Guardianships: WHAT A GUARDIANSHIP ATTORNEY CAN AND CAN'T DO

A Guardianship Attorney protect the well-being of those who can't help themselves

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Family members, concerned individuals or the State may initiate the guardianship process. In all cases, the rights and needs of the claimed incapacitated person come first. If there are better alternatives to guardianship, the Court may deny the application.

When a family member or friend decides to initiate the process, an application is filed with the Court and the claimed incapacitated person is named as a'proposed ward'. This application is complex and best completed by an attorney. The Court then appoints an Attorney ad Litem and an investigator, and may even appoint a Guardian ad Litem, if necessary.

Guardians ad Litem protect the best interest of the proposed ward, and investigators collect the information necessary for the Court to determine whether a Guardianship is appropriate. If so, the proposed ward is assigned an Attorney at Litem. When the State initiates the process, an Attorney at Litem may represent the proposed ward from the beginning.

Texas prefers family to perform as guardians, especially in the case of minors, but non-relatives are sometimes considered. Disqualified people include, but aren't limited to, those who lack enough education or experience to perform as guardian, prior disqualification from a different guardianship appointment, non-residents and anyone whom the Court deems unfit.  Contact a guardianship attorney for more information.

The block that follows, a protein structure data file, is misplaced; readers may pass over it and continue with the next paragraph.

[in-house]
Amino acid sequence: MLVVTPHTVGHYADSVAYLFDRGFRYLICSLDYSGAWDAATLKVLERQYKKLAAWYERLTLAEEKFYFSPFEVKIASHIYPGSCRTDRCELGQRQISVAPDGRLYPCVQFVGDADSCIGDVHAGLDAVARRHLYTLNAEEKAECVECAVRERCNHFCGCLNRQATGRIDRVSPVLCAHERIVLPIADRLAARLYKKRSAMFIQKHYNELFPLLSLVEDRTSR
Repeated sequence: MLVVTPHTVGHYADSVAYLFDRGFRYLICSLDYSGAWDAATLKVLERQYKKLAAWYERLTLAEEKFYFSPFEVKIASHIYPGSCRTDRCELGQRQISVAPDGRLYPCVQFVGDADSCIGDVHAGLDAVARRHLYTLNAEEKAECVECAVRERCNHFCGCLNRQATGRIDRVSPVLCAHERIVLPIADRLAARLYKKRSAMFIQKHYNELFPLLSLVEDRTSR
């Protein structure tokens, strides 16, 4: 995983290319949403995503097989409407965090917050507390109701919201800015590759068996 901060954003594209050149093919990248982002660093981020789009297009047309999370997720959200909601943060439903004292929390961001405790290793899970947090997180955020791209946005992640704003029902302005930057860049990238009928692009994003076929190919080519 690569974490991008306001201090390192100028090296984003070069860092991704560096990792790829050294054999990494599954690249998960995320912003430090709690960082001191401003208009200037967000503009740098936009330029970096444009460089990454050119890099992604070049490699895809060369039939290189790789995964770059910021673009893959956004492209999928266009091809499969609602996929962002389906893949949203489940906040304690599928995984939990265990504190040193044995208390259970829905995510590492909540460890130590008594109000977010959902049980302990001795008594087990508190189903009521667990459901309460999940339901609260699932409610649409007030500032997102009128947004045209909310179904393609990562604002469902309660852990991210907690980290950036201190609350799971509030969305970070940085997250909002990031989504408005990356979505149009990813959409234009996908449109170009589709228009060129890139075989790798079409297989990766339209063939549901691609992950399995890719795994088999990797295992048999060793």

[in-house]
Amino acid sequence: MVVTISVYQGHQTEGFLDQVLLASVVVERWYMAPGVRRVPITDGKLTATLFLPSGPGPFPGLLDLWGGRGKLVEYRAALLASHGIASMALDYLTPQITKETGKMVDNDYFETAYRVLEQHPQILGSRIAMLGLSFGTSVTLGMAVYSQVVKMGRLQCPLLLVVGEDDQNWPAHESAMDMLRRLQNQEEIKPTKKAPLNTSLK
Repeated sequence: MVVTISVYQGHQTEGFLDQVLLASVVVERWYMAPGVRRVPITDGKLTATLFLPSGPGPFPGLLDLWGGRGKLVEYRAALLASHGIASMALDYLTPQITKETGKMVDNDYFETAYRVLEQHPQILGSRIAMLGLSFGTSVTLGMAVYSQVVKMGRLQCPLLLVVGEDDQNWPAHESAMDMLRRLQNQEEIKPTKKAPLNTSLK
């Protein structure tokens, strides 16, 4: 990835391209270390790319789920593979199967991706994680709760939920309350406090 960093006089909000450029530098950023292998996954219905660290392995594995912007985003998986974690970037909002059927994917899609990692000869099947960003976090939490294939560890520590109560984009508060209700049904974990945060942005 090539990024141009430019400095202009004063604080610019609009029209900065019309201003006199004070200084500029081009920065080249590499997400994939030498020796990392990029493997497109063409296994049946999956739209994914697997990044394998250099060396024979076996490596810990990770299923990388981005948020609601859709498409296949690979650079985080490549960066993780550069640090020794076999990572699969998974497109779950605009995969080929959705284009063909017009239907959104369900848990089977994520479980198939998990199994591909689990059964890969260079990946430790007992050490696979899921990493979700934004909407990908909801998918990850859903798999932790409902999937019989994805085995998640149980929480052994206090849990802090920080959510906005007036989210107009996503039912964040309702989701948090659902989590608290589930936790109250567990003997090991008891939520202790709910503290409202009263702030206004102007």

The right guardianship placement preserves the dignity of the ward

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What Guardians Can and Can‘t Do

Since courts prefer to leave a person with his rights intact, specifics of authority may vary greatly based on the situation. However, there are general guidelines provided by the State of Texas.

A guardian of person must first post a bond with the Court ensuring the fulfillment of her duties. After appointment, she then has broad and sweeping authority over the ward, whether he is a minor or an adult.

With minors, the ward may live with the guardian. She must provide food, medication, shelter, clothing and medical care, although the power to institutionalize the ward is strictly limited and must be authorized by the Court. She must also ensure that the ward attends school.

A guardian of an adult is responsible for abiding by the court‘s determination of authority, according to the Texas Department of Aging and Disability Services. Although she must provide for food, shelter, clothing and medication, the ward may live on his own and the guardian can choose where he lives, even if this means changing residences. She is not required to supervise the ward 24 hours per day. She cannot force the ward to take medication nor does she have the power to institutionalize, and she is not liable for any illegal acts made by the ward.

A guardian of an estate is different. She must post bond with the Court and send a notice to the creditors of the ward. Afterward, the guardian takes inventory of the ward's assets, pays his bills, keeps accurate records of bills and receipts, and makes accounts to the Court. When the ward is a minor, the guardian's duties might include protecting and managing money held in trust for the child, but there may be a different trustee over a trust.

Guardianship shouldn‘t be entered lightly, even when a person believes a child or incapacitated adult needs help. The Court ultimately decides what is required on a case-by-case basis, and the State of Texas upholds the well-being of the person in need above all others.  Contact a guardianship attorney for more information.

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